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Optimizing sample preparation for anatomical determination in the hippocampus of rodent brain by ToF-SIMS analysis

Journal article
Authors Tina B. Angerer
Amir Saeid Mohammadi
John S. Fletcher
Published in Biointerphases
Volume 11
Issue 2
Pages artikel nr 02A319
ISSN 1934-8630
Publication year 2016
Published at Department of Chemistry and Molecular Biology
Pages artikel nr 02A319
Language en
Links dx.doi.org/10.1116/1.4941064
Keywords Secondary Ion Mass Spectrometry, Hippocampus, Sample preparation
Subject categories Biochemistry and Molecular Biology

Abstract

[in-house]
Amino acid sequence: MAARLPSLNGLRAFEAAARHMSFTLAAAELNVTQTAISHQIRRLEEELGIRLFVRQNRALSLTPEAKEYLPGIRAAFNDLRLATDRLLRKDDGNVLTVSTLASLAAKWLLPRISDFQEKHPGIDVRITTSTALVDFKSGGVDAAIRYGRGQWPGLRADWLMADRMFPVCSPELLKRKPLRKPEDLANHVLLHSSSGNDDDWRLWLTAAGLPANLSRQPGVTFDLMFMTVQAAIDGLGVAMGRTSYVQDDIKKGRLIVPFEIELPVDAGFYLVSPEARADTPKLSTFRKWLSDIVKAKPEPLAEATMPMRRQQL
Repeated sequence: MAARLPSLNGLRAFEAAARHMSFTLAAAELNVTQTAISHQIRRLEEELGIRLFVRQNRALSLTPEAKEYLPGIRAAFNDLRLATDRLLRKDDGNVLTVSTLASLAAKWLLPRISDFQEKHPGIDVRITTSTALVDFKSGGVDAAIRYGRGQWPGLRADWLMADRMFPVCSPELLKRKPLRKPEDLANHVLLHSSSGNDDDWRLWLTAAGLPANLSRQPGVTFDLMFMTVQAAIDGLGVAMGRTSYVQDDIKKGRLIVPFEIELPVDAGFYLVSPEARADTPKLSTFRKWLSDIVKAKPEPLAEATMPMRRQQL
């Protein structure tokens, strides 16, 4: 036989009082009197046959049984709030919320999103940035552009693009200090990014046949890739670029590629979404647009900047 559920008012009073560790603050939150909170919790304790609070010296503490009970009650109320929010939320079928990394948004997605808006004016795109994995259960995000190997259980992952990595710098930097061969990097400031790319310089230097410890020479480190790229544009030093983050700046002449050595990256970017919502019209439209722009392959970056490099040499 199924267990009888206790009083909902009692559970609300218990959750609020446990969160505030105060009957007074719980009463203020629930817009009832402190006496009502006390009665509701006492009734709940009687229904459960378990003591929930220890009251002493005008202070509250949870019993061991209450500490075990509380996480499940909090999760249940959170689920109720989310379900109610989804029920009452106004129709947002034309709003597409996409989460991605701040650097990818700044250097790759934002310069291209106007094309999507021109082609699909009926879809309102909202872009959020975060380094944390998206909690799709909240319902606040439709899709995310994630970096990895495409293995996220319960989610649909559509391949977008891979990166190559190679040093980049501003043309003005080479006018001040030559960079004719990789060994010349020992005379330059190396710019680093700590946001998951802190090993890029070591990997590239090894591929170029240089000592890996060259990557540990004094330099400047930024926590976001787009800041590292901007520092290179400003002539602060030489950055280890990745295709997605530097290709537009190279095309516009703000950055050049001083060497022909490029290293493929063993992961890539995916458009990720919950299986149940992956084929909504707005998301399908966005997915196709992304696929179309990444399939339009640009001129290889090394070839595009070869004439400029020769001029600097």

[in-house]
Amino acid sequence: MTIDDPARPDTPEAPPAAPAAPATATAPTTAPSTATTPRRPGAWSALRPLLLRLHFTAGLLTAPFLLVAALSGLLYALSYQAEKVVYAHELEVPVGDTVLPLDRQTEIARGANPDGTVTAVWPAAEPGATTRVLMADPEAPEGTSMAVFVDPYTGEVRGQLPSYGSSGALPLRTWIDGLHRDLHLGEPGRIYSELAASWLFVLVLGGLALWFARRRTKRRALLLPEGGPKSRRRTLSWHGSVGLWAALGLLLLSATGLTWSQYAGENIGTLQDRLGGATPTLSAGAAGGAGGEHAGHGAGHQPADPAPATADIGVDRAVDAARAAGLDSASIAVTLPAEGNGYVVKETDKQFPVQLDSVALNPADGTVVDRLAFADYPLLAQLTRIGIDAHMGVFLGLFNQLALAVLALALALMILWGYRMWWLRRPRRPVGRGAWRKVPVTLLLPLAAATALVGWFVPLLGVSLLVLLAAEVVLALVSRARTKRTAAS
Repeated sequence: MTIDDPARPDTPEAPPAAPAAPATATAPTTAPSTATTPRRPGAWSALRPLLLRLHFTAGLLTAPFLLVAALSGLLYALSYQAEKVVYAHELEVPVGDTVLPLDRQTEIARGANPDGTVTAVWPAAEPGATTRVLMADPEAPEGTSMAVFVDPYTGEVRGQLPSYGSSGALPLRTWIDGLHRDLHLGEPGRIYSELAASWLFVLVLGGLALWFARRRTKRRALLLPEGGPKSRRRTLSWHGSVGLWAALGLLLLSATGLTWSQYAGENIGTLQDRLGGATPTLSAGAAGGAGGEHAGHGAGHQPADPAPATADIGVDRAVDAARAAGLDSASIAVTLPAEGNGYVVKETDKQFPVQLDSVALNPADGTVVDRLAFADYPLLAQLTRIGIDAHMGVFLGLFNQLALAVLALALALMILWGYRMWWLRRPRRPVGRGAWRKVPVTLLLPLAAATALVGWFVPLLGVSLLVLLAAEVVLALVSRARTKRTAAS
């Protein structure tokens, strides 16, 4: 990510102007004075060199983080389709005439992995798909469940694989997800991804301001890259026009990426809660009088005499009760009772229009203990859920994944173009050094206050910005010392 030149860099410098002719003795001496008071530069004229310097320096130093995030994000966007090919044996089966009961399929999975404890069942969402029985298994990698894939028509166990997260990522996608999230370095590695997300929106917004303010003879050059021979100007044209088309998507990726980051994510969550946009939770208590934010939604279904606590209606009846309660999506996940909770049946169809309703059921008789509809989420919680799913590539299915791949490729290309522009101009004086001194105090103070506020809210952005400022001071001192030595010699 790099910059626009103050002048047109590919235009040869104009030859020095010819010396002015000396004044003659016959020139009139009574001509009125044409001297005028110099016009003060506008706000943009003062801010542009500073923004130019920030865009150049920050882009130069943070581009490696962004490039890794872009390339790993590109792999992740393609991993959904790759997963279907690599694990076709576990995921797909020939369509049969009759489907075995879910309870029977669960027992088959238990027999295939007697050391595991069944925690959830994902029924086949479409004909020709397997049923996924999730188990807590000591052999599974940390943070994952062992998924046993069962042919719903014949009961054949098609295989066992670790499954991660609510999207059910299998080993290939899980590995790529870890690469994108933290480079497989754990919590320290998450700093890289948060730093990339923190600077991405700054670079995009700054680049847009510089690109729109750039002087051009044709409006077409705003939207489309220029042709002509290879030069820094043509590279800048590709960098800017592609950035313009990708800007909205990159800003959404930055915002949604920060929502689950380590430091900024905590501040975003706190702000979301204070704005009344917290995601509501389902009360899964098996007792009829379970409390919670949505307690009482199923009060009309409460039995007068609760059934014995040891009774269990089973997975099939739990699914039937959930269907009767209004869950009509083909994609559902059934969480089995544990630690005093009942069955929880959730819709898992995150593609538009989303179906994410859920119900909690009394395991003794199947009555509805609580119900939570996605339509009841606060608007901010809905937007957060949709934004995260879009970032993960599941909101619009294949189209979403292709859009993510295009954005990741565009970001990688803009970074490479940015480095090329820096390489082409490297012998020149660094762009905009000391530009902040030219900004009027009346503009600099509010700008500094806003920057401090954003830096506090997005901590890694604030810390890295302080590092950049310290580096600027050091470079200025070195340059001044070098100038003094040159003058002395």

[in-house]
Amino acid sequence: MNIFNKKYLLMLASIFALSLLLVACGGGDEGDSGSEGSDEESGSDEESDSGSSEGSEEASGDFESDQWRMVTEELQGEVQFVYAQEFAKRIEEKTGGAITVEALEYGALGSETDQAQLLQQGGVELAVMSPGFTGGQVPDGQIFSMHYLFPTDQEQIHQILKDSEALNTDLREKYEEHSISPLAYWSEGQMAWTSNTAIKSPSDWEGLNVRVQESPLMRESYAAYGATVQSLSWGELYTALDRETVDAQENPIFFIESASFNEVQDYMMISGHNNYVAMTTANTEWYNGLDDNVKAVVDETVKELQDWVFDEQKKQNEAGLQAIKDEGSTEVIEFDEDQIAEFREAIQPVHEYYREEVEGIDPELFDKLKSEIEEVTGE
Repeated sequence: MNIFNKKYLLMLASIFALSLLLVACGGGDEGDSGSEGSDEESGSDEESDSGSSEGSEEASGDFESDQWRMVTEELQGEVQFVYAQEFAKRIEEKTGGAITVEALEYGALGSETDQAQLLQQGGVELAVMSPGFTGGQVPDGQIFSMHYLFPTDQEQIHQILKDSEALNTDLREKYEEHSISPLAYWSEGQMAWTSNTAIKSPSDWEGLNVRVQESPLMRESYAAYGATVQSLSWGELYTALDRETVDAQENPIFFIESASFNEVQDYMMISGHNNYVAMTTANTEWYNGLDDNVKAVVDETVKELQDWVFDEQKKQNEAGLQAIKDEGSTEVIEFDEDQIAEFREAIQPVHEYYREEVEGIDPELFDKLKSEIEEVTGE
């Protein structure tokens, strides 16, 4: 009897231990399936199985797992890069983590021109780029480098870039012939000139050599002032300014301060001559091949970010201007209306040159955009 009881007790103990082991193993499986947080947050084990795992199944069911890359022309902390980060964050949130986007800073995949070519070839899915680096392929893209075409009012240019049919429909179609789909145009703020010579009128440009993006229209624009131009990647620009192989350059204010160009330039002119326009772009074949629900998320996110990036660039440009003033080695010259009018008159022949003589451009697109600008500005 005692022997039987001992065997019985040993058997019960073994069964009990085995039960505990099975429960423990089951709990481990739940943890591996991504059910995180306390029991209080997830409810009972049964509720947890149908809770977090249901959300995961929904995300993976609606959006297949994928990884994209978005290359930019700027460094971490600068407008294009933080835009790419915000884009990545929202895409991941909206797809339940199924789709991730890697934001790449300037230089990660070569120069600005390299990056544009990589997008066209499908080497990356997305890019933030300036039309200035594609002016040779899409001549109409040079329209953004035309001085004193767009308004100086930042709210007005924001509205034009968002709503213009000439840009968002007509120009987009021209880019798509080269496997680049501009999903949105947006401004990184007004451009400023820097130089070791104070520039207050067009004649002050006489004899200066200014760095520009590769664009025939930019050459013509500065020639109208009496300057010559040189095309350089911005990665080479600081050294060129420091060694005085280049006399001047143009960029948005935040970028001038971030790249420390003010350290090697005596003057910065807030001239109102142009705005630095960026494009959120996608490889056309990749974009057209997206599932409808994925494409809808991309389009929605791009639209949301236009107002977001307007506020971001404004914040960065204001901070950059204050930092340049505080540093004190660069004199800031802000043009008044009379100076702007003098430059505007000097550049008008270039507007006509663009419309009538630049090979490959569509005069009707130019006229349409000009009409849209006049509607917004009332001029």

Lipidomics has been an expanding field since researchers began to recognize the signaling functions of lipids and their involvement in disease. Time-of-flight secondary ion mass spectrometry is a valuable tool for studying the distribution of a wide range of lipids in multiple brain regions, but in order to make valuable scientific contributions, one has to be aware of the influence that sample treatment can have on the results. In this article, the authors discuss different sample treatment protocols for rodent brain sections focusing on signal from the hippocampus and surrounding areas. The authors compare frozen hydrated analysis to freeze drying, which is the standard in most research facilities, and reactive vapor exposure (trifluoroacetic acid and NH3). The results show that in order to preserve brain chemistry close to a native state, frozen hydrated analysis is the most suitable, but execution can be difficult. Freeze drying is prone to produce artifacts as cholesterol migrates to surface, masking other signals. This effect can be partially reversed by exposing freeze dried sections to reactive vapor. When analyzing brain sections in negative ion mode, exposing those sections to NH3 vapor can re-establish the diversity in lipid signal found in frozen hydrated analyzed sections. This is accomplished by removing cholesterol and uncovering sulfatide signals, allowing more anatomical regions to be visualized.

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